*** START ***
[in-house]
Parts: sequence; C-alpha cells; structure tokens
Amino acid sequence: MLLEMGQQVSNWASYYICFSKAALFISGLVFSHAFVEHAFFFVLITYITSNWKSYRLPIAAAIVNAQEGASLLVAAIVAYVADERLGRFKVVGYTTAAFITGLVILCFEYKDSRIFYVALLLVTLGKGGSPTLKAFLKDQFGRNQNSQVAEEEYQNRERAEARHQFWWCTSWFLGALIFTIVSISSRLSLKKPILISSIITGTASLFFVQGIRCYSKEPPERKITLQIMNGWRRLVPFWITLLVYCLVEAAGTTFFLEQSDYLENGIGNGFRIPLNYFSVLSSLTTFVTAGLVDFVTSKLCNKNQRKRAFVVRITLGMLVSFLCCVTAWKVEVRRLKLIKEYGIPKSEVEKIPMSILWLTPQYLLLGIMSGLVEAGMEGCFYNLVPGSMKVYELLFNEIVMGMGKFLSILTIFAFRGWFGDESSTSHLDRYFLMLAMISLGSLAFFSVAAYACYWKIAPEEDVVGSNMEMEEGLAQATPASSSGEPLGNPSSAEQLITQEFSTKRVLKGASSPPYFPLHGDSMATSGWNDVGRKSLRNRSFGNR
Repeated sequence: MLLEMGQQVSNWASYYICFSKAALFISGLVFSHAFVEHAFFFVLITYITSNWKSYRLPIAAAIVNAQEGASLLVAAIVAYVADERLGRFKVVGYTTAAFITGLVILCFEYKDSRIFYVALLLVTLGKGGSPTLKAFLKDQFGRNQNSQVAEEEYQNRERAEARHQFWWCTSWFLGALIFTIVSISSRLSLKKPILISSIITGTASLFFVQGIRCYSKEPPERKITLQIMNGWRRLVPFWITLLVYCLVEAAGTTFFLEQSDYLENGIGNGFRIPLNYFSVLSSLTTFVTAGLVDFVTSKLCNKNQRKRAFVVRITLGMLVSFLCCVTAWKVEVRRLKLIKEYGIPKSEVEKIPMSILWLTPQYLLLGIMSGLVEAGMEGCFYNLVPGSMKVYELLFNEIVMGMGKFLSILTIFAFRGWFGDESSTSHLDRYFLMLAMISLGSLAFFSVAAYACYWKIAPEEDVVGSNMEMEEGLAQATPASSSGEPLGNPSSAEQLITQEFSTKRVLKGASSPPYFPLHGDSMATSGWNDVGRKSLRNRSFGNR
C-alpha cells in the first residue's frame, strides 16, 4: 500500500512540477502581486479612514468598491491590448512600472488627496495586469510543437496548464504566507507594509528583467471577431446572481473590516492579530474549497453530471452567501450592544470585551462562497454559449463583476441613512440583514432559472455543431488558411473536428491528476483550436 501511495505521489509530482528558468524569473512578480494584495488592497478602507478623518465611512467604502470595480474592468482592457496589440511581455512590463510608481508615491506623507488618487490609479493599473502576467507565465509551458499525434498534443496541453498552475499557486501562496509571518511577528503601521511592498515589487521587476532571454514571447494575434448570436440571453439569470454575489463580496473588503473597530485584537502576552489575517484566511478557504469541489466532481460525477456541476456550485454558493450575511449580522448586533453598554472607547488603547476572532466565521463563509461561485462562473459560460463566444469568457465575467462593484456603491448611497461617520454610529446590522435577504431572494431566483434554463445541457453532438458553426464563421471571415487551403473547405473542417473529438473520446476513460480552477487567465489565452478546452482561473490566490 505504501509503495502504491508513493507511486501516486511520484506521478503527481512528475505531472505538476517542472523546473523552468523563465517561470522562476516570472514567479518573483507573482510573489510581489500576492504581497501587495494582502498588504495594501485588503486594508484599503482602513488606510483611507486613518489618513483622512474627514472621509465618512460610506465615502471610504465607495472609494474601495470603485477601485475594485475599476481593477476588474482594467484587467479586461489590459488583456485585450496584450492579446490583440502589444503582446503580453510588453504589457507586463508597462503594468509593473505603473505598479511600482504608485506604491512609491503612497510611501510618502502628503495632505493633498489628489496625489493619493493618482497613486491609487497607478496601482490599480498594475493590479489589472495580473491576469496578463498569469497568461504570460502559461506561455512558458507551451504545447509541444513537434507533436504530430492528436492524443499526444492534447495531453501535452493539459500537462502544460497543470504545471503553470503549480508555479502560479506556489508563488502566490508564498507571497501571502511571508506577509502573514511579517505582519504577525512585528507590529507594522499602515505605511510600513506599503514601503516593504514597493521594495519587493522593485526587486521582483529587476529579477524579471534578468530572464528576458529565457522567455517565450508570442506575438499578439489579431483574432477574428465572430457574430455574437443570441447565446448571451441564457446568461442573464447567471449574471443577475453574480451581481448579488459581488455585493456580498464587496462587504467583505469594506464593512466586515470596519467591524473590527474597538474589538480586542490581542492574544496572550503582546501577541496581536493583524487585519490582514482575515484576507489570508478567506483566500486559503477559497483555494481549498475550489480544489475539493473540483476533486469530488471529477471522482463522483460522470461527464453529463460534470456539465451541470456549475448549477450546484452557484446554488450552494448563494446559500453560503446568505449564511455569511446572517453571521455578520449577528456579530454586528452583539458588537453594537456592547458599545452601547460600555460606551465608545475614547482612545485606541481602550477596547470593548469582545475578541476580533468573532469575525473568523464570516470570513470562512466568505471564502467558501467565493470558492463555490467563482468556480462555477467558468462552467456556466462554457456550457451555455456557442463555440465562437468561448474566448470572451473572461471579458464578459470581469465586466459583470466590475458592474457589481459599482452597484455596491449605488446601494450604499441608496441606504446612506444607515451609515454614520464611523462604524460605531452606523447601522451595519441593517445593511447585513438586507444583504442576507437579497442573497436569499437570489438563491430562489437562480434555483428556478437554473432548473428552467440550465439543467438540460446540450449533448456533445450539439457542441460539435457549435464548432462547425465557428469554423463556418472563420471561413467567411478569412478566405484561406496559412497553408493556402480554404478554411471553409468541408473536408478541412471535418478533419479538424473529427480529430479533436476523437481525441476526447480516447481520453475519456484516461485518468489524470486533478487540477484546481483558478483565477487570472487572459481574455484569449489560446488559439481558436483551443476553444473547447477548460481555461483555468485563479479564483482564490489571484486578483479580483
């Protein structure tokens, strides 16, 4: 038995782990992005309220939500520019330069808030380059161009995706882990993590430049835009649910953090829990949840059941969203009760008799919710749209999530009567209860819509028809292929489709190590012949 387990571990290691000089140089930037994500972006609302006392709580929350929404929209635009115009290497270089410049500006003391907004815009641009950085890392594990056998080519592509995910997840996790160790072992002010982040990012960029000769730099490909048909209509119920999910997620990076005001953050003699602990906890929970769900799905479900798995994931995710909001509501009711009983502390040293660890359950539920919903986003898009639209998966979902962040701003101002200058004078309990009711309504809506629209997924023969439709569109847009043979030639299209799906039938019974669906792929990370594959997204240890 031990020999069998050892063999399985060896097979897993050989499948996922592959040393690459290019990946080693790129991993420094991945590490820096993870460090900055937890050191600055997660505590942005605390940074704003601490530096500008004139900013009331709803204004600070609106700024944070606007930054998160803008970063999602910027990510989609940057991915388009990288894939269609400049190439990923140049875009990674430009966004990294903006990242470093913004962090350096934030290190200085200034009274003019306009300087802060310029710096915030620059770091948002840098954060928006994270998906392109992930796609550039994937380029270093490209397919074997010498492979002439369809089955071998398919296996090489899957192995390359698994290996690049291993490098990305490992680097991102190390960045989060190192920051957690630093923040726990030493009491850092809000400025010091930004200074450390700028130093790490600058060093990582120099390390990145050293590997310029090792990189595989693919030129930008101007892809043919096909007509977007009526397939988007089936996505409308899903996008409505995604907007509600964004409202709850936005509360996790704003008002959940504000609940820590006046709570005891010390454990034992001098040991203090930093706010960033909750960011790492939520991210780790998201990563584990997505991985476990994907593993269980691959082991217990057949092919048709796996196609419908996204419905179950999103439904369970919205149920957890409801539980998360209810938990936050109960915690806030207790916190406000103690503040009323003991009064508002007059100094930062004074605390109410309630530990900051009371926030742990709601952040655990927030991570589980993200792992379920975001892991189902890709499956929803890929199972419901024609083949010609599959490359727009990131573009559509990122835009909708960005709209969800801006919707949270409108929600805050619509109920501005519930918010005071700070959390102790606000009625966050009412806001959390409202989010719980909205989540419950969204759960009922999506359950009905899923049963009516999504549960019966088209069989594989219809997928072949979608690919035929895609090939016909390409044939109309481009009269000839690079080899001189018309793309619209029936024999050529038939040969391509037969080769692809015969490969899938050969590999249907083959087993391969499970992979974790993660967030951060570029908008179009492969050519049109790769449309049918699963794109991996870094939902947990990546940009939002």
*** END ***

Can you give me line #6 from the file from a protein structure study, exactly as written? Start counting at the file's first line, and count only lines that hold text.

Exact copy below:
């Protein structure tokens, strides 16, 4: 038995782990992005309220939500520019330069808030380059161009995706882990993590430049835009649910953090829990949840059941969203009760008799919710749209999530009567209860819509028809292929489709190590012949 387990571990290691000089140089930037994500972006609302006392709580929350929404929209635009115009290497270089410049500006003391907004815009641009950085890392594990056998080519592509995910997840996790160790072992002010982040990012960029000769730099490909048909209509119920999910997620990076005001953050003699602990906890929970769900799905479900798995994931995710909001509501009711009983502390040293660890359950539920919903986003898009639209998966979902962040701003101002200058004078309990009711309504809506629209997924023969439709569109847009043979030639299209799906039938019974669906792929990370594959997204240890 031990020999069998050892063999399985060896097979897993050989499948996922592959040393690459290019990946080693790129991993420094991945590490820096993870460090900055937890050191600055997660505590942005605390940074704003601490530096500008004139900013009331709803204004600070609106700024944070606007930054998160803008970063999602910027990510989609940057991915388009990288894939269609400049190439990923140049875009990674430009966004990294903006990242470093913004962090350096934030290190200085200034009274003019306009300087802060310029710096915030620059770091948002840098954060928006994270998906392109992930796609550039994937380029270093490209397919074997010498492979002439369809089955071998398919296996090489899957192995390359698994290996690049291993490098990305490992680097991102190390960045989060190192920051957690630093923040726990030493009491850092809000400025010091930004200074450390700028130093790490600058060093990582120099390390990145050293590997310029090792990189595989693919030129930008101007892809043919096909007509977007009526397939988007089936996505409308899903996008409505995604907007509600964004409202709850936005509360996790704003008002959940504000609940820590006046709570005891010390454990034992001098040991203090930093706010960033909750960011790492939520991210780790998201990563584990997505991985476990994907593993269980691959082991217990057949092919048709796996196609419908996204419905179950999103439904369970919205149920957890409801539980998360209810938990936050109960915690806030207790916190406000103690503040009323003991009064508002007059100094930062004074605390109410309630530990900051009371926030742990709601952040655990927030991570589980993200792992379920975001892991189902890709499956929803890929199972419901024609083949010609599959490359727009990131573009559509990122835009909708960005709209969800801006919707949270409108929600805050619509109920501005519930918010005071700070959390102790606000009625966050009412806001959390409202989010719980909205989540419950969204759960009922999506359950009905899923049963009516999504549960019966088209069989594989219809997928072949979608690919035929895609090939016909390409044939109309481009009269000839690079080899001189018309793309619209029936024999050529038939040969391509037969080769692809015969490969899938050969590999249907083959087993391969499970992979974790993660967030951060570029908008179009492969050519049109790769449309049918699963794109991996870094939902947990990546940009939002």